Conclusion? Like it or not, it is what it is (or as I heard the other day, IIWII (pronounced “eewee”)—don't you love it? LOL), so since this is the current system, we might as well learn to crack it.

Related: Episode 59 – The Truth about Types of Financial Aid for College

And Master the SAT, the ecourse that Jean created with all the tips and tricks she learned with her kids, is a great way to do that.

A quick clarification: the ecourse is indeed called Master the SAT, but it will also work for the ACT. Jean says that these days the SAT is written by people who also wrote the ACT, so the tests are VERY similar. (Only the science section of the ACT would not be addressed in this course, but Jean says it is like the SAT reading section, so any instruction she gives there will carry over. Good to know!)

How can this ecourse help pay for college?

Starting at a reasonable $139 for the Fundamental ECourse, Jean's curriculum is definitely worth the investment, especially when you realize how much money you can save on college tuition (and/or loans and interest) with just a small improvement in test score. I wish I'd known about it when my older kids were taking the tests!

I've had the opportunity to examine the ecourse and all of the materials, and I am super impressed with the scope of what Jean has done. She walks teens step-by-step through the process of learning how to take each section on the test, even breaking it down further to each type of question within those sections—and then provides the practice necessary for students to fully own the techniques that she teaches.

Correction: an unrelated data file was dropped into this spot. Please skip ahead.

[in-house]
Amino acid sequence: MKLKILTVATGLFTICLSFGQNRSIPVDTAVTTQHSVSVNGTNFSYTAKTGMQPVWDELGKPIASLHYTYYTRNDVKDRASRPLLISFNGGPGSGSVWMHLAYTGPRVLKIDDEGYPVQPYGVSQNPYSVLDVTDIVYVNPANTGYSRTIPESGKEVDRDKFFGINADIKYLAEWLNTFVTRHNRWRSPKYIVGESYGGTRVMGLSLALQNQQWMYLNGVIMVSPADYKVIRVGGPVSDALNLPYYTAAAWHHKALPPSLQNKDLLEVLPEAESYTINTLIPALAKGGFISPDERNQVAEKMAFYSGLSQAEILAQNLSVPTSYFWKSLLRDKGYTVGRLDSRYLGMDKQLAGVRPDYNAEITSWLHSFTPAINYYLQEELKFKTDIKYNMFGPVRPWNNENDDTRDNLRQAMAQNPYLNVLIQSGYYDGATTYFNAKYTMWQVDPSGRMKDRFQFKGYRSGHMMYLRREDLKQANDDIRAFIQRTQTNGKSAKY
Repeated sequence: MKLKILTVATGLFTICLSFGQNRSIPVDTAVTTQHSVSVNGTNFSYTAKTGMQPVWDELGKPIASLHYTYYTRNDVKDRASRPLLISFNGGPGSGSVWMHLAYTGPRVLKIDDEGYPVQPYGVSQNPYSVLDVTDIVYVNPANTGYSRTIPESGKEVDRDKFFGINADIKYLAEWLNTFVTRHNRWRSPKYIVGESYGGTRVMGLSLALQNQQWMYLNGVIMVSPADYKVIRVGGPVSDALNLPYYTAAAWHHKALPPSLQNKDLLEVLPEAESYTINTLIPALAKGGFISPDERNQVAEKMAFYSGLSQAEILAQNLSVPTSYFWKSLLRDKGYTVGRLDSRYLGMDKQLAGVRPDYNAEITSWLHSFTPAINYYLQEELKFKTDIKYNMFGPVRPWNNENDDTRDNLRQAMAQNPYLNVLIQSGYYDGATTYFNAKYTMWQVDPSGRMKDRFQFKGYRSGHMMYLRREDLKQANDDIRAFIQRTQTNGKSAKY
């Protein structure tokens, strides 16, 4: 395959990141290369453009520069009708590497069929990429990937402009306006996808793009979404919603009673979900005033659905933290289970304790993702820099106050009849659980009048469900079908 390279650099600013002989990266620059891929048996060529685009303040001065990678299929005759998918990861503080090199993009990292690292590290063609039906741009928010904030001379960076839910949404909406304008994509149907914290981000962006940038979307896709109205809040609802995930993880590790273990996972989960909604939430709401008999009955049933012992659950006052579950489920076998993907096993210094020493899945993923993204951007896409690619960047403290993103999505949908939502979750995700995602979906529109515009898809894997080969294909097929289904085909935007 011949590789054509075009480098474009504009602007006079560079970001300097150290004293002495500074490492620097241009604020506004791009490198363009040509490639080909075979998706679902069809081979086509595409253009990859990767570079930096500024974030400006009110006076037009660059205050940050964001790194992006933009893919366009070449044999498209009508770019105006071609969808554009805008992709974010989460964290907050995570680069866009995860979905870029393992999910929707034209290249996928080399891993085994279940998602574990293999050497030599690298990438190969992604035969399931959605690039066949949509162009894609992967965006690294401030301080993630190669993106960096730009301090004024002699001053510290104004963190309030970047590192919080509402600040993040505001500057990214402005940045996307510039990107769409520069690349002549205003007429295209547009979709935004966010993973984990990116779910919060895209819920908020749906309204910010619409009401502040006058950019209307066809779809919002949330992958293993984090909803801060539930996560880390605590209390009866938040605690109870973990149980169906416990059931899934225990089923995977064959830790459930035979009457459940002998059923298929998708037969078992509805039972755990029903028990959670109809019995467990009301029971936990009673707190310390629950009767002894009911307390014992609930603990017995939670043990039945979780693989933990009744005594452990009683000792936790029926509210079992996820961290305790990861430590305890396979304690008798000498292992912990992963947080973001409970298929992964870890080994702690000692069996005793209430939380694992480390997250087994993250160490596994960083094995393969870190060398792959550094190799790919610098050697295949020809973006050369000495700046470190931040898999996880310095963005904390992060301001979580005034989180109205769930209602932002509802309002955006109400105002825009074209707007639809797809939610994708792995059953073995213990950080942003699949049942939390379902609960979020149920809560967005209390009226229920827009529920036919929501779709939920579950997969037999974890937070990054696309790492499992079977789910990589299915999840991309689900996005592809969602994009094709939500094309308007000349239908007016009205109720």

She isn't trying to cram their heads with grammar rules or the quadratic equation; they either know that stuff or they don't, by this point. Instead, she builds their confidence by presenting strategies that they can apply quickly and easily, with acronyms to make the techniques easy to remember in the high-pressure test environment. The teen learns to approach each question from the standpoint of narrowing down wrong and deceptive answers to arrive at the answer that makes the most sense.

But I think the best thing about the course is not only the tips and tricks to learn, but also the overall attitude of YOU CAN DO THIS that is presented to the teen in many ways throughout the course. Jean empowers the student to believe they will do well. She gives them the tools they need, and she encourages the mindset of success. I think it's a great combination!

The basis of the 12-week course is the set of online video lessons, a textbook, and a workbook, along with the Homework Guide (which is really a lesson plan for what to do each day), the Class Outline (a place for note-taking), and the Journal for Success (a place to keep records of progress). Also, inside the Journal is a re-usable essay template.